Required Minimum Distributions (RMD). Whenever you save pre-tax money, whether in an IRA or employer plan such as a 401(k) or 403(b), you create what’s called a “qualified” account: money that is designated for special tax treatment by your custodian, and subject to certain rules. You are probably familiar with the rules governing early withdrawal of these funds. In general, any distributions prior to age 59 ½ are fully taxable and subject to a 10% penalty (certain exceptions apply). This rule is intended to encourage us, as investors, to put away money during our working years that we do not draw on until we need it in retirement. This is why such vehicles are called “tax-deferred” accounts.
The IRS does not intend for us to escape taxation on these funds indefinitely. From age 59 ½ to 70 ½, you have the option to withdraw IRA funds without penalty, in taxable distributions. After age 70 ½, you are required to withdraw a certain portion of the account each year, and there is a steep penalty if you fail to do so. This is the concept of “Required Minimum Distributions,” or RMD. The intent of this rule is to ensure that these funds are withdrawn and taxed during your lifetime. The IRS has not yet figured out how to regulate when we die, so often there is money left over, but the RMD process is intended to deplete the account during your lifetime. That is why the percentage of funds you need to withdraw increases slightly each year.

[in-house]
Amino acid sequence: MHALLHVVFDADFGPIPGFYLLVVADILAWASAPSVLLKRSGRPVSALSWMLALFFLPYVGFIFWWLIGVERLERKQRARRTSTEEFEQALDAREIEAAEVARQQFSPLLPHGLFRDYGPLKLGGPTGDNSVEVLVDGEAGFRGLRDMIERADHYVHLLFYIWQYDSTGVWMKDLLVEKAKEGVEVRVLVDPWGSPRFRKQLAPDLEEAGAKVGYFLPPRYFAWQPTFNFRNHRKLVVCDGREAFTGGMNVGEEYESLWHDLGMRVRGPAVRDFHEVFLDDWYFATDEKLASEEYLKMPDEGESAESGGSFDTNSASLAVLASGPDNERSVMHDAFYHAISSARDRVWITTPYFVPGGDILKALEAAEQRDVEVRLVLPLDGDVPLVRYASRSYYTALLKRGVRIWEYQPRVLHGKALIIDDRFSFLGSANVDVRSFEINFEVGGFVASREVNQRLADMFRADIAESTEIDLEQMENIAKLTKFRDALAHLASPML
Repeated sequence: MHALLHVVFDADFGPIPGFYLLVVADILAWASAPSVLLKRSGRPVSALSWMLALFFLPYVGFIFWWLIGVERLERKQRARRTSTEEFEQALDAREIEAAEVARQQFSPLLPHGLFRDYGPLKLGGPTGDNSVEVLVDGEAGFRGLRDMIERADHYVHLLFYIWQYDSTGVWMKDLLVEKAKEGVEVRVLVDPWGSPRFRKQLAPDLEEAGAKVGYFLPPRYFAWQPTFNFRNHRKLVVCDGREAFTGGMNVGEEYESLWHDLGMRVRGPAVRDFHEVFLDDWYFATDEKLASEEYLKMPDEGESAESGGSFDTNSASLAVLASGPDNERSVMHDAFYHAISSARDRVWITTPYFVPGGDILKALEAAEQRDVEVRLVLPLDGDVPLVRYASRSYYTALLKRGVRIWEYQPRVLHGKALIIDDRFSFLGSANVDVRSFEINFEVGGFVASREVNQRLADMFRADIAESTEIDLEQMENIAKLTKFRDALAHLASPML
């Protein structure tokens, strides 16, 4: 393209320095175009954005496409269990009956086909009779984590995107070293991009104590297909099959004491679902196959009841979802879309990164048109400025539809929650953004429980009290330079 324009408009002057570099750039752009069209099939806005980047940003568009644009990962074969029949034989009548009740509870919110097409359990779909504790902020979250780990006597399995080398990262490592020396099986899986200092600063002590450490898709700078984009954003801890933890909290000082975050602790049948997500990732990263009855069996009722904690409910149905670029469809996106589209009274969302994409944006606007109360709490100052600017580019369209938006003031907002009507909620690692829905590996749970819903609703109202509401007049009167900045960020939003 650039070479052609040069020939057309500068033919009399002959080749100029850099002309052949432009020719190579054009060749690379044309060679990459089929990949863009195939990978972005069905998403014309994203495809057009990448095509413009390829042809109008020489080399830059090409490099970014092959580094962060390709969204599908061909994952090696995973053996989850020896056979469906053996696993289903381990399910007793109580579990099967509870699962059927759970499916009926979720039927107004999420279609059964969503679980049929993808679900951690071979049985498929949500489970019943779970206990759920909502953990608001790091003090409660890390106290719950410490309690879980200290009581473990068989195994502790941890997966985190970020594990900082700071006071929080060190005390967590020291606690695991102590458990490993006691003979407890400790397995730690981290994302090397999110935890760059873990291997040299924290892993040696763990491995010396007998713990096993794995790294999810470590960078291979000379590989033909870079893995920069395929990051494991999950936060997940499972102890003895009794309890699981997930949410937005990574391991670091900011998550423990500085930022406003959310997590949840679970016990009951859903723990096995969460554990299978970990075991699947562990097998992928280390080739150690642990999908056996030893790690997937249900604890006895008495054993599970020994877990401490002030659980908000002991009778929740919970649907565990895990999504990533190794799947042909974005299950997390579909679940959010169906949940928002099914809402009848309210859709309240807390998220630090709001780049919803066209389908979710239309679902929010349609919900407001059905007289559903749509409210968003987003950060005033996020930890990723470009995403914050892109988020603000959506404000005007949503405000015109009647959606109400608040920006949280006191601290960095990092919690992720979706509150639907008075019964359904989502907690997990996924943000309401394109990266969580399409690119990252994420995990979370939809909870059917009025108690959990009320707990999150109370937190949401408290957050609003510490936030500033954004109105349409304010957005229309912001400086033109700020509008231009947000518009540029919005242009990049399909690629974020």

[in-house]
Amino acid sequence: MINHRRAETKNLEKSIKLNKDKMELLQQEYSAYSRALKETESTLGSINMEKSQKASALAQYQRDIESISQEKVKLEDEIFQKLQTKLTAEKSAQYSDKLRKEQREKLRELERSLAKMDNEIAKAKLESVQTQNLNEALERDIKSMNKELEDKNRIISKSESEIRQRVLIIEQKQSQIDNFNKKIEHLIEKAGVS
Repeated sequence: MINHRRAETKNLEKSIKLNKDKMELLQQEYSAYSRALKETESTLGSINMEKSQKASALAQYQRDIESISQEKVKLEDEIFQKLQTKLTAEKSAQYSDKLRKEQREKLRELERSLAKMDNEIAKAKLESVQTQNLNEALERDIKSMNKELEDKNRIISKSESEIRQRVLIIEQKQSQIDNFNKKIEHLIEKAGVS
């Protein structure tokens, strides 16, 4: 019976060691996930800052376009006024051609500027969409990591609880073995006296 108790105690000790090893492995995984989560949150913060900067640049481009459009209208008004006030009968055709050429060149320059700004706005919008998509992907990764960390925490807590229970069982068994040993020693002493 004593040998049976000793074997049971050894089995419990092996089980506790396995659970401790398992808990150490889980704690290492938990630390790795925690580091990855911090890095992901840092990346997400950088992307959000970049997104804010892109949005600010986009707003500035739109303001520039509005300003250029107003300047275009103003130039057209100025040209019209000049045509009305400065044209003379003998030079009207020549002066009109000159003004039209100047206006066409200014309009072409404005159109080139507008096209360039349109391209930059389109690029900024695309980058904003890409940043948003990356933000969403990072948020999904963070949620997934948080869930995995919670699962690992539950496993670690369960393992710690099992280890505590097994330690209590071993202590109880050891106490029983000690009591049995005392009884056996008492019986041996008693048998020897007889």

In the year you turn 70 ½, you are required to take a distribution. It will always be figured from the balance in your accounts as of December 31 of the prior year. In the first year only, the distribution may be taken as late as April 1 of the following year. However, we usually advise clients to take it prior to the end of the first calendar year. If you wait until the April deadline, you will then have to take a second RMD in the same calendar year, which might have adverse tax consequences. You can always take out more than the required amount, but you shouldn’t take less, as the tax penalty will be 50% of the amount you should have withdrawn.
At the end of IRS publication 590, Individual Retirement Accounts, you will find tables in appendix C that show you how to calculate the amount you need to withdraw each year. For example, at age 70 ½ the required minimum distribution is 3.65% of the prior year-end balance (as of 12/31) in your IRA. Your custodian (who knows exactly how old you are) will usually send you a notice near the beginning of the year that tells you what your RMD will be for the coming year. Clients who are spending the money may wish to take it in installments. Those who are adding their distributions to taxable savings accounts often prefer to take their RMD late in the year, to take advantage of tax-deferral as long as possible.
You are allowed to aggregate the RMD amount for all of your IRA’s and withdraw from one account, if that is more convenient for you. You can do the same with your 401(k) plans, if you have not yet rolled them over into IRA’s. However, you may not aggregate different types of accounts. For example, if you have two IRA’s, each with an RMD of $2,000, you may take a distribution of $4,000 from either or them if you prefer. However, if it’s one IRA and one 401(k), you must withdraw $2,000 from each.
It’s important to note that “IRA” here refers to traditional IRA’s. Roth IRA’s are funded using after-tax money, distributed tax-free, and are not subject to required distributions at any point.
If you have any comments or concerns, please don’t hesitate to call us at 408-551-6100 or toll free 800-927-8314 and ask to speak with one of our financial advisors or complete the form below to send us an email.
Retirement Capital Strategies
A Registered Investment Advisor
1190 Saratoga Ave, Ste. 140
San Jose, CA 95129
Tel (408) 551-6100
Source: This article was written by Margaret (Peggy) Stephan, CFP® – LPL Registered Representative at Retirement Capital Strategies.